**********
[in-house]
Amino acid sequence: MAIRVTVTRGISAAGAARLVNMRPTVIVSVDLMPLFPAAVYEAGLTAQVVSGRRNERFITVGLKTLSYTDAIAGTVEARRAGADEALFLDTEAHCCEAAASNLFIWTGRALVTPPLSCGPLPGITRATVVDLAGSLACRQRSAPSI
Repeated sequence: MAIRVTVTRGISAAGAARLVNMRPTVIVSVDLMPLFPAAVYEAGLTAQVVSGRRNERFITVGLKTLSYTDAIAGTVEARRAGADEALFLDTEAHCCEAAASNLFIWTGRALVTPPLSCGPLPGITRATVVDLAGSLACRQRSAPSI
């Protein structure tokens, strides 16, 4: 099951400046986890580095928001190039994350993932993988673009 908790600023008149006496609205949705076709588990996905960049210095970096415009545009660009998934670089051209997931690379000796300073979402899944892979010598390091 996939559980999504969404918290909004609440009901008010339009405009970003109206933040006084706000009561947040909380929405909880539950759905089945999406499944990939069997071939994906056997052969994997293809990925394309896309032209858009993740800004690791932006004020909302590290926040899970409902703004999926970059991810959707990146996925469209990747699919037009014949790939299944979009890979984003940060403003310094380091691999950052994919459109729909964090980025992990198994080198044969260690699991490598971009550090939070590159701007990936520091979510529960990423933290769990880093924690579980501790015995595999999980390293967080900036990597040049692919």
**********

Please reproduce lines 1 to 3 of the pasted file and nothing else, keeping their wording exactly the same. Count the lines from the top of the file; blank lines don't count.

[in-house]
Amino acid sequence: MAIRVTVTRGISAAGAARLVNMRPTVIVSVDLMPLFPAAVYEAGLTAQVVSGRRNERFITVGLKTLSYTDAIAGTVEARRAGADEALFLDTEAHCCEAAASNLFIWTGRALVTPPLSCGPLPGITRATVVDLAGSLACRQRSAPSI
Repeated sequence: MAIRVTVTRGISAAGAARLVNMRPTVIVSVDLMPLFPAAVYEAGLTAQVVSGRRNERFITVGLKTLSYTDAIAGTVEARRAGADEALFLDTEAHCCEAAASNLFIWTGRALVTPPLSCGPLPGITRATVVDLAGSLACRQRSAPSI